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Layout design, new to the hobby

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  • Member since
    February 2020
  • 18 posts
Posted by johnvosh on Wednesday, February 19, 2020 8:50 AM

Doughless

 

Agreed.  I assume he will use properly spaced joists.  Just can't figure what the aversion to setting down thin plywood would be.

 

 

Ya, I am going to putting properly spaced joists and 1/4 inch plywood is expensive as we only have it in G1S. I work at a Home Hardware lumber yard, and I try to buy my materials thru the place I work instead of the competition.

Would a 1/8" or 1/4" hardboard work? Or would you suggest a 3/8" plywood as the base and then 1" or 1.5" rigid foam?

  • Member since
    December 2008
  • From: In the heart of Georgia
  • 3,521 posts
Posted by Doughless on Wednesday, February 19, 2020 9:14 AM

johnvosh

 

 
Doughless

 

Agreed.  I assume he will use properly spaced joists.  Just can't figure what the aversion to setting down thin plywood would be.

 

 

 

 

Ya, I am going to putting properly spaced joists and 1/4 inch plywood is expensive as we only have it in G1S. I work at a Home Hardware lumber yard, and I try to buy my materials thru the place I work instead of the competition.

Would a 1/8" or 1/4" hardboard work? Or would you suggest a 3/8" plywood as the base and then 1" or 1.5" rigid foam?

 

I don't want to misguide you on how to construct your table tops.  I don't use foam and wouldn't want to make specific suggestions as to how best to use it.  I was just implying that some folks use the 2 inch thick stuff directly on joists, never heard of using thinner foam without some sort of plywood.

Its a matter of personal preference, and I'm sure you could find information on this forum or other sources that speak to the best methods of building with foam.

Personally, I don't use foam at all, but use 3/4 plywood over open grid framework with 16 inch spacing of joists.  Probably no better or worse, just habit.

- Douglas

  • Member since
    February 2020
  • 18 posts
Posted by johnvosh on Friday, February 21, 2020 8:39 PM

Well, I am up to revision 6 now... probably 1-2 more revisions until final!

 

  • Member since
    December 2001
  • From: AU
  • 604 posts
Posted by xdford on Friday, February 21, 2020 9:17 PM

Hi there,

I have had a 4x8 for many years and one of my regrets is that while the back of the layout has a gentle curve, I wish I had sacrificed an inch or so of radius at the front of the layout and laid a gentle convex curve rather than a straight section.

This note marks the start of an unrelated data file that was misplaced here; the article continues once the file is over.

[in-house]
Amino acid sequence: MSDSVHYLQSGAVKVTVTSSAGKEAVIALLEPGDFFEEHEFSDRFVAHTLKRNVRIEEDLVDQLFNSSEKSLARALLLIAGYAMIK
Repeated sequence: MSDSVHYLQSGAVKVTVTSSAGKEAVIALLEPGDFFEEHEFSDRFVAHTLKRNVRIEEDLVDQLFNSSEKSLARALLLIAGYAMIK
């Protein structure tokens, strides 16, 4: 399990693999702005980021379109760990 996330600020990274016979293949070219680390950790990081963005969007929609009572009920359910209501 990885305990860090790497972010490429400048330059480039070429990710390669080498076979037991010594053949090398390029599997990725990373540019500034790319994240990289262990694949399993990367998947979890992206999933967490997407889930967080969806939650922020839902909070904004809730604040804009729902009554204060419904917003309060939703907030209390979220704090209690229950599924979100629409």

The back with the curve makes the layout look visually more interesting and fools some people looking at pix that it is a bigger layout than it really is.

You might get an idea from http://xdford.freeasphost.net/stag01.html  and the first page of this thread http://yourmodelrailway.net/view_topic.php?id=15547&forum_id=21&page=1

Hope this helps,

Cheers from Australia

Trevor

 

  • Member since
    December 2001
  • From: Northern CA Bay Area
  • 4,184 posts
Posted by cuyama on Friday, February 21, 2020 11:34 PM

I could be wrong, but it seems like your sketch still shows the angles of the turnouts (track switches) sharper than commercial parts will be. So less might fit than you think ... and tracks like the yard/staging area may have less usable length in the clear than you hope.

Good luck with your layout.

  • Member since
    July 2006
  • From: Bradford, Ontario
  • 11,001 posts
Posted by hon30critter on Saturday, February 22, 2020 12:10 AM

Hi johnvosh,

As Byron (cuyama) has pointed out, your turnouts are not drawn to scale. When you come to build the layout that may cause some real headaches. I'm going to suggest that you invest in a layout planning program like 3rd PlanIt. Yes, it costs money. However, when compared to the total amount that you will invest in your layout, it is peanuts IMHO. Yes, there is a learning curve. Personally, I don't think that the 3rd PlanIt learning curve is all that difficult for just designing a layout. If you want to do 3D renditions of your benchwork and all your scenery, then that is a different story.

https://www.trackplanning.com/

I used 3rd PlanIt to design my old club's 20' x 25' layout. It allowed me to position every piece of track including turnouts precisely. It allowed me to draw patterns for every piece of benchwork, every piece of subroadbed and Homasote roadbed, and it allowed me to draw track laying diagrams to within 1/16". Everything fit. There was only one short section of subroadbed that we had to adjust manually, and that was only out by a few inches.

Why not get it right the first time?

Dave

  • Member since
    February 2020
  • 18 posts
Posted by johnvosh on Sunday, March 1, 2020 11:48 AM

Getting the wood at work this weekend and then building it, can't wait. I am maximizing the space of the layout in the room and will leave the peninsula until the very end before installing it.

 

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